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The Letters of Samuel Beckett: Volume 1, 1929-1940 (Letters of Samuel Beckett)

by and and

The Letters of Samuel Beckett: Volume 1, 1929-1940 (Letters of Samuel Beckett) Cover

 

Review-A-Day

"The editorial work behind [The Letters of Samuel Beckett] has been immense in scale....[The] standard of the commentary is of the highest." J. M. Coetzee, New York Review of Books (read the entire Powells.com review)

Synopses & Reviews

Publisher Comments:

The letters written by Samuel Beckett between 1929 and 1940 provide a vivid and personal view of Western Europe in the 1930s, and mark the gradual emergence of Beckett’s unique voice and sensibility. The Cambridge University Press edition of The Letters of Samuel Beckett offers for the first time a comprehensive range of letters of one of the greatest literary figures of the twentieth century. Selected for their bearing on his work from over 15,000 extant letters, the letters published in this four-volume edition encompass sixty years of Beckett's writing life (1929-1989), and include letters to friends, painters and musicians, as well as to students, publishers, translators, and colleagues in the world of literature and theatre. For anyone interested in twentieth-century literature and theatre this edition is essential reading, offering not only a record of Beckett's achievements but a powerful literary experience in itself.

  • The only authorised publication of Beckett’s selected letters
  • The most important new contribution to Beckett scholarship for decades, making his letters accessible to scholars for the first time
  • Includes chronologies, explanatory notes, profiles of correspondents, manuscript descriptions and index

Review:

"Shuffled among publishers for too long, the selected letters of the great Irish novelist and playwright Beckett (1906-1989) are finally here, the first in a projected four-volume set. Beckett, known for his love of silence and texts that attenuated to nearly nothing, was a veritable letter-writing machine, though only his letters to director Alan Schneider have been previously collected; this project may well represent the last great corpus of typed and handwritten correspondence from a literary giant. Beginning with two letters from the then-unpublished 23-year-old to James Joyce (helping the master with some Greek translations), and ending with a short note describing a Bram Van Velde painting seen just before the Nazis took Paris, Beckett struggles valiantly, endlessly, to find himself (included is a 1936 request for admission to the Moscow State School of Cinematography). There's much to discover, including Beckett's relations with forgotten Irish poet Thomas McGreevy and some explicit shop talk, including a 1937 letter to Axel Kaun in which he outlines his ambition: 'to drill one hole after another into the English language until that which lurks behind, be it something or nothing, starts seeping through.' Accompanied by smart, exhaustive notes, chronologies and solid bios of all correspondents, this collection will no doubt deepen Beckett scholarship, as well as fans' appreciation." Publishers Weekly (Starred Review) (Copyright Reed Business Information, Inc.)

Review:

Admirers of Samuel Beckett, arguably the greatest writer in English of the second half of the 20th century, have grown used to waiting for Godot, who will surely come tomorrow or, just possibly, the day after. In the meantime, these similarly anticipated letters have quite definitely arrived, and in an edition more sumptuous than one ever imagined.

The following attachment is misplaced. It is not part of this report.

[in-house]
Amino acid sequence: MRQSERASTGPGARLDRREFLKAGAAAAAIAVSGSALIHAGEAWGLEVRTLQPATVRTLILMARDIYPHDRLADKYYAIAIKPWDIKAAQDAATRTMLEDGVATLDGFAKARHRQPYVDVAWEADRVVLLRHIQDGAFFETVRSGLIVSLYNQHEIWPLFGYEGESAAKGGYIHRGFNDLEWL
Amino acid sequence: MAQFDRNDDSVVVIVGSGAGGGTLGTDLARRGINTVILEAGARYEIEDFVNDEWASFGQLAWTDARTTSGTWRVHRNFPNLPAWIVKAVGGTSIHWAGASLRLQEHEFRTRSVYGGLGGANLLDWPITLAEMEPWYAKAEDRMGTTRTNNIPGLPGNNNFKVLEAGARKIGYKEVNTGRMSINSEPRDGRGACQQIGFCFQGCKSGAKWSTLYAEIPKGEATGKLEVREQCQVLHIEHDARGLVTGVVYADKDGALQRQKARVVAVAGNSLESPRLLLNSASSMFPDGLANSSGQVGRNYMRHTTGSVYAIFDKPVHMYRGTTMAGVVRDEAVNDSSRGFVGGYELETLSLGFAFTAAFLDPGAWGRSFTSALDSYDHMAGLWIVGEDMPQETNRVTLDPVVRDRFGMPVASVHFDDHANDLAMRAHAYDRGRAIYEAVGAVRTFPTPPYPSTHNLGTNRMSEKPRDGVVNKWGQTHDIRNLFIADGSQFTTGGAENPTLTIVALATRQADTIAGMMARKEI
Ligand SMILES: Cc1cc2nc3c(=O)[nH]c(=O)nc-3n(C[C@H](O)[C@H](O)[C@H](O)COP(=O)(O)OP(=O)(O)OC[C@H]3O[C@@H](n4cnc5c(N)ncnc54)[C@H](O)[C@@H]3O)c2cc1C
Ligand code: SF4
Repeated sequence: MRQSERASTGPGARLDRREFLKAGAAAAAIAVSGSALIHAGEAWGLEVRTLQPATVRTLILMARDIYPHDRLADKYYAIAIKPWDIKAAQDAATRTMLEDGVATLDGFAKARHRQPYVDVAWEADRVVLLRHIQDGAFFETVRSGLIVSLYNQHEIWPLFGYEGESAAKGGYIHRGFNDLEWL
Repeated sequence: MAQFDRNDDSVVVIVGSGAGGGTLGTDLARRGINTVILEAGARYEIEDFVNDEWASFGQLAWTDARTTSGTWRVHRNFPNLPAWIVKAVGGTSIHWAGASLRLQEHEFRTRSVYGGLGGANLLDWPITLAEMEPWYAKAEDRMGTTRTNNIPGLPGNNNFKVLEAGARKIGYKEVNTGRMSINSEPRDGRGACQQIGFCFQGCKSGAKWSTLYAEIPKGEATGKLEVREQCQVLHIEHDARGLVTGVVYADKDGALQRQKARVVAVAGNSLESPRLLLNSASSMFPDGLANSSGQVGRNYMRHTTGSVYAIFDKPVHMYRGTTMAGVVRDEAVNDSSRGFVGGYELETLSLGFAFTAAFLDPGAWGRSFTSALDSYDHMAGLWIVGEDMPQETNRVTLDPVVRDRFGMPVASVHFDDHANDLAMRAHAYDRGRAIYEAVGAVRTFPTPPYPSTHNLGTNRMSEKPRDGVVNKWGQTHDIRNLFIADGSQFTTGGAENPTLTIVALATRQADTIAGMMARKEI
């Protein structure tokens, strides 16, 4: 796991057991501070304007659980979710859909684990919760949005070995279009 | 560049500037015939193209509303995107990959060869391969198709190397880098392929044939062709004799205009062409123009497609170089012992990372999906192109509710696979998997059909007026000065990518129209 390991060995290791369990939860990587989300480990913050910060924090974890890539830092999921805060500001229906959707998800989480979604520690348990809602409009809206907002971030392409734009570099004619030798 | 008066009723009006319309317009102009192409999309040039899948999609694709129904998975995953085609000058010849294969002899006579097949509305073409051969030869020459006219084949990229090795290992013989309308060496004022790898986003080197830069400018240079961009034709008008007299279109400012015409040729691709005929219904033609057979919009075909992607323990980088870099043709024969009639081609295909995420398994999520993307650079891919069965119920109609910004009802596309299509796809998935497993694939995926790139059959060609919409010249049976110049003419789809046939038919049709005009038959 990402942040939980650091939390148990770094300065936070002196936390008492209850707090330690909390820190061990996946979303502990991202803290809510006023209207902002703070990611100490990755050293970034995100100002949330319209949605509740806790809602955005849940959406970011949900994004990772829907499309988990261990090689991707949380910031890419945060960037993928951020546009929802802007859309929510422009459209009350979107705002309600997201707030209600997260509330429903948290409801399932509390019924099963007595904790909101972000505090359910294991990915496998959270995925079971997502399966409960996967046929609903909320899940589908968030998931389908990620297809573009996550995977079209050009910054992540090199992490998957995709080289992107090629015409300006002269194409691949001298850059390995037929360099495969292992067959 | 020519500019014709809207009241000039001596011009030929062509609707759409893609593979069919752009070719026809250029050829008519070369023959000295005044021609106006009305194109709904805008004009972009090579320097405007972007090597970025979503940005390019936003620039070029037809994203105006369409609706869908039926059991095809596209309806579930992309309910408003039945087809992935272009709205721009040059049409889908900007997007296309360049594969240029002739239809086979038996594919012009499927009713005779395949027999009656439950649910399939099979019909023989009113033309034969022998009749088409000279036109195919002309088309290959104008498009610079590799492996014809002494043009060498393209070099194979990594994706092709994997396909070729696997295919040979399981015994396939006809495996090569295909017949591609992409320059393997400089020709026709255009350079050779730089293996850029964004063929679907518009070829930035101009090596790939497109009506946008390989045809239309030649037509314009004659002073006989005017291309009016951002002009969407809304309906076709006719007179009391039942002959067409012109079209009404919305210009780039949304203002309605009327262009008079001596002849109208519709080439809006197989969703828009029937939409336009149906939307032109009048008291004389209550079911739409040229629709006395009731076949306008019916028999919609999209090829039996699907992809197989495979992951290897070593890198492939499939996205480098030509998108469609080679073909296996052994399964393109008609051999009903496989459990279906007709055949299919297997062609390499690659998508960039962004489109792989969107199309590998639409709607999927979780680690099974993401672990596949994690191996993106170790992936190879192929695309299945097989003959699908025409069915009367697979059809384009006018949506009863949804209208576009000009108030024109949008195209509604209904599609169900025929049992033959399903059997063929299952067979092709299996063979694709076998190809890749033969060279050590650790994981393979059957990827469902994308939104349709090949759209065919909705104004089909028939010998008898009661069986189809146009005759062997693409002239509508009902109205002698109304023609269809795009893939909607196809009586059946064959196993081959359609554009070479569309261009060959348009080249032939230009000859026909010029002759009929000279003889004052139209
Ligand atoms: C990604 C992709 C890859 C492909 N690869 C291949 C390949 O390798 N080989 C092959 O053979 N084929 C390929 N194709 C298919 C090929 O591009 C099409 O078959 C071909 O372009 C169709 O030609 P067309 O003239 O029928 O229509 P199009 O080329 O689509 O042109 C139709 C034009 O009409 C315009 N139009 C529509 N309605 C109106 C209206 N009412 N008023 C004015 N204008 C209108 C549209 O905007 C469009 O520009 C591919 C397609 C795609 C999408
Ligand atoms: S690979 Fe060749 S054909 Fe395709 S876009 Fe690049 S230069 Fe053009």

Has any modern author been better... Washington Post Book Review (read the entire Washington Post review)

Review:

"The prospect of reading Beckett’s letters quickens the blood like none other’s, and one must hope to stay alive until the fourth volume is safely delivered." Tom Stoppard

Review:

"Knowing as we do that Samuel Beckett is the only writer who can sum up the agonies and ecstasies of the twentieth century, if we had any doubts as to his relevance today, they would be dispelled by the amazing treasure trove contained in his letters — at last we are made privy to the full range of his passion for art and beauty, which is neither naïve nor sentimental, to the pyrotechnics of his savage wit, and more lastingly perhaps, to his deep humanity." Jean-Michel Rabaté, Vartan Gregorian Professor in the Humanities at the University of Pennsylvania

Review:

"Reading this collection, one is continually amazed by Beckett's mind....This is a great book; simply priceless." The Sunday Business Post (UK)

Review:

"There are many moments in these letters when it seems Samuel Beckett can't go on. But as we await Volumes 2, 3 and 4 of his busy correspondence, it’s exceedingly clear that, happily, he will go on." The New York Times

Review:

"Tom Stoppard is quoted on the back cover saying 'one must hope to stay alive until the fourth volume is safely delivered'. Agreed — we must wait on for the later, greater Beckett." The Irish Times

Synopsis:

This authorized edition with full scholarly apparatus will be welcomed by all scholars of modern literature and drama.

Synopsis:

A chance meeting in the University of North Carolina campus library in 1944 began a decades-long friendship and sixty-year correspondence. Donald Justice (1925and#8211;2004) and Richard Stern (1928and#8211;2013) would go on to become, respectively, the Pulitzer Prizeand#8211;winning poet and the acclaimed novelist. A Critical Friendship showcases a selection of theirand#160;letters andand#160;postcards from the first fifteen years of their correspondence, representing the formative period in both writersand#8217; careers. It includes some of Justiceand#8217;s unpublished poetry and early drafts of later published poems as well as some early, never-before-published poetry by Stern.

A Critical Friendship is the story of two writers inventing themselves, beginning with the earliest extant letters and ending with those just following their first major publications, Justiceand#8217;s poetry collection The Summer Anniversaries and Sternand#8217;s novel Golk. These letters highlight their willingness to give and take criticism and document the birth of two distinct and important American literary lives. The letters similarly document the influence of teachers, friends, and contemporaries, including Saul Bellow, John Berryman, Edgar Bowers, Robert Lowell, Norman Mailer, Allen Tate, Peter Hillsman Taylor, Robert Penn Warren, Eudora Welty, and Yvor Winters, all of whom feature in the pair's conversations. In a broader context, their correspondence sheds light on the development of the mid-twentieth-century American literary scene.